[5]. Illinois convention of 1862
“The Illinois convention of 1862 was pivotal for convention scholarship. That body had been called to propose a new state constitution, but in addition to submitting a charter for ratification-which was rejected-the assembly engaged in numerous unauthorized acts that were highly publicized and profoundly alienating to its constituents. Among other measures, the convention ratified a proposed amendment to the federal Constitution that Congress had stipulated was to be approved by the state legislatures, reapportioned the state’s congressional districts, approved a bond issue to aid wounded Illinois soldiers in the Union army, and began investigating the conduct of the state governor’s office.

…select committee of the convention was assigned to determine whether the assembly was bound by the limitations of its enabling act. The committee, influenced by the proceedings of the 1847 convention, announced in its report (adopted by the full membership) that a convention represents “a peaceable revolution of the state government . . . a virtual assemblage of the people of the state, sovereign within its own boundaries.” Accordingly, “after due organization of the Convention, the law calling it is no longer binding” and “the Convention has supreme power in regard to all matters incident to the alteration and amendment of the constitution.”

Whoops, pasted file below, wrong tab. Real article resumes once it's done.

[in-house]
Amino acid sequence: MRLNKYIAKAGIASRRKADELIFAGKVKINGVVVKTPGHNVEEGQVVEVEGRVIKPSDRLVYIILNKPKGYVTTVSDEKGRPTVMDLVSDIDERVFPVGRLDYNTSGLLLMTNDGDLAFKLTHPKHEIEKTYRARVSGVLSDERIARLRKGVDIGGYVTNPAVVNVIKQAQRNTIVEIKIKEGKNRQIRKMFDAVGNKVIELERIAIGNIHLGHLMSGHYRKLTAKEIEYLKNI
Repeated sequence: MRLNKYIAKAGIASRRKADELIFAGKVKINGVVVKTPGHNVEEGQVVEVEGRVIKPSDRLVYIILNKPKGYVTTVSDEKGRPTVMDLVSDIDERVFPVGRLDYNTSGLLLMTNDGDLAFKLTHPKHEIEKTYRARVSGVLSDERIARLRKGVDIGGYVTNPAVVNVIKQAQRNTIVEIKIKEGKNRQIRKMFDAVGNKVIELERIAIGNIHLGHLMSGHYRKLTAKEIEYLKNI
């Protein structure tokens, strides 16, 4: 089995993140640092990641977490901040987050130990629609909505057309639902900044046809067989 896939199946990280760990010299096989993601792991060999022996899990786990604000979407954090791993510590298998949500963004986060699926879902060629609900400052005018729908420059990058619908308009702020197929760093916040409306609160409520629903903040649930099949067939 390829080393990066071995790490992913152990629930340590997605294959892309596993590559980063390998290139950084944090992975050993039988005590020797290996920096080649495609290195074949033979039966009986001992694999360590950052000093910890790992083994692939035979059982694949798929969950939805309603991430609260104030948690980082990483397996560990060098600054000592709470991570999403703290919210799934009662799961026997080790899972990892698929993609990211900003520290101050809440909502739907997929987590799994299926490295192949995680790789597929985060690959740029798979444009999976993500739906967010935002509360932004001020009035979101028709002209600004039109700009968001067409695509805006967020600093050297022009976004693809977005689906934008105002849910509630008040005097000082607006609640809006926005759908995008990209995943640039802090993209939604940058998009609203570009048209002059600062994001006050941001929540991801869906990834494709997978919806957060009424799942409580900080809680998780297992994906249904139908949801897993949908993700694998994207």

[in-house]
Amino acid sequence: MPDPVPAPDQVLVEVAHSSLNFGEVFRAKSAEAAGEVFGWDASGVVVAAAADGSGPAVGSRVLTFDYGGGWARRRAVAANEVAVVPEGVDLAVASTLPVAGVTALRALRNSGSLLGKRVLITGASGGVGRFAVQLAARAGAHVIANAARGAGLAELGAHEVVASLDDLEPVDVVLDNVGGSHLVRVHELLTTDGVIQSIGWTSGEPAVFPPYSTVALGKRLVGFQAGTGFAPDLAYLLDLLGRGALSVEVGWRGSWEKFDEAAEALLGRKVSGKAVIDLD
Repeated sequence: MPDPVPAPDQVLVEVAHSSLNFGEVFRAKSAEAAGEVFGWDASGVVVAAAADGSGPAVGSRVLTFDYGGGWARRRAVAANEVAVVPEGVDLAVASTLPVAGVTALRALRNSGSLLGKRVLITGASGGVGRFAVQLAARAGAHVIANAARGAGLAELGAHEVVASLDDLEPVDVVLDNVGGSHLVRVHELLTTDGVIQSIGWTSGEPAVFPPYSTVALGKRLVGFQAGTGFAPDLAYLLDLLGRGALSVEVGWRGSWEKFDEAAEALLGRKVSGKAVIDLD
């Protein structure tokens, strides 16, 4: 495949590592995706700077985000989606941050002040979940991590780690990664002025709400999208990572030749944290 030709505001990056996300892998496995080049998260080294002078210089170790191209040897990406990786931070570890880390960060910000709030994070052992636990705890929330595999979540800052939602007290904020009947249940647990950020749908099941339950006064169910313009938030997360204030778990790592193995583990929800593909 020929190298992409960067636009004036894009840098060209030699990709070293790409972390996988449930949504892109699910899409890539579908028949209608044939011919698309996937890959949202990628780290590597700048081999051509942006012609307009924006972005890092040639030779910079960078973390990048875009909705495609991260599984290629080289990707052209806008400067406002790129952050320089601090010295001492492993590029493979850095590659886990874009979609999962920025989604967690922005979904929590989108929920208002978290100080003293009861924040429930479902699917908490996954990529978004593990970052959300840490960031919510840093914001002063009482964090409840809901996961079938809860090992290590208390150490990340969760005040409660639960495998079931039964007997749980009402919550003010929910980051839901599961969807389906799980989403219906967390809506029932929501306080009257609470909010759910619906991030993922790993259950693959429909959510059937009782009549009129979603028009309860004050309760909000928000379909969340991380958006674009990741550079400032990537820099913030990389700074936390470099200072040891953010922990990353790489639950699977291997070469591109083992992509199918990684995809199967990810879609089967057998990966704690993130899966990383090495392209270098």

— Constitutional Brinkmanship, Amending the Constitution by National Convention, By Russell L. Caplan, Oxford University Press, 1988

[6]. “This Constitution, and the laws of the United States which shall be made in pursuance thereof; and all treaties made, or which shall be made, under the authority of the United States, shall be the supreme law of the land; and the judges in every state shall be bound thereby, anything in the Constitution or laws of any State to the contrary notwithstanding.”
— Article VI, Clause 2, “Supremacy Clause” US Constitution []

[7]. “The Congress, whenever two thirds of both Houses shall deem it necessary, shall propose Amendments to this Constitution, or, on the Application of the Legislatures of two thirds of the several States, shall call a Convention for proposing Amendments, which, in either Case, shall be valid to all Intents and Purposes, as Part of this Constitution, when ratified by the Legislatures of three fourths of the several States, or by Conventions in three fourths thereof, as the one or the other Mode of Ratification may be proposed by the Congress; Provided that no Amendment which may be made prior to the Year One thousand eight hundred and eight shall in any Manner affect the first and fourth Clauses in the Ninth Section of the first Article; and that no State, without its Consent, shall be deprived of its equal Suffrage in the Senate.”
— Article V, US Constitution []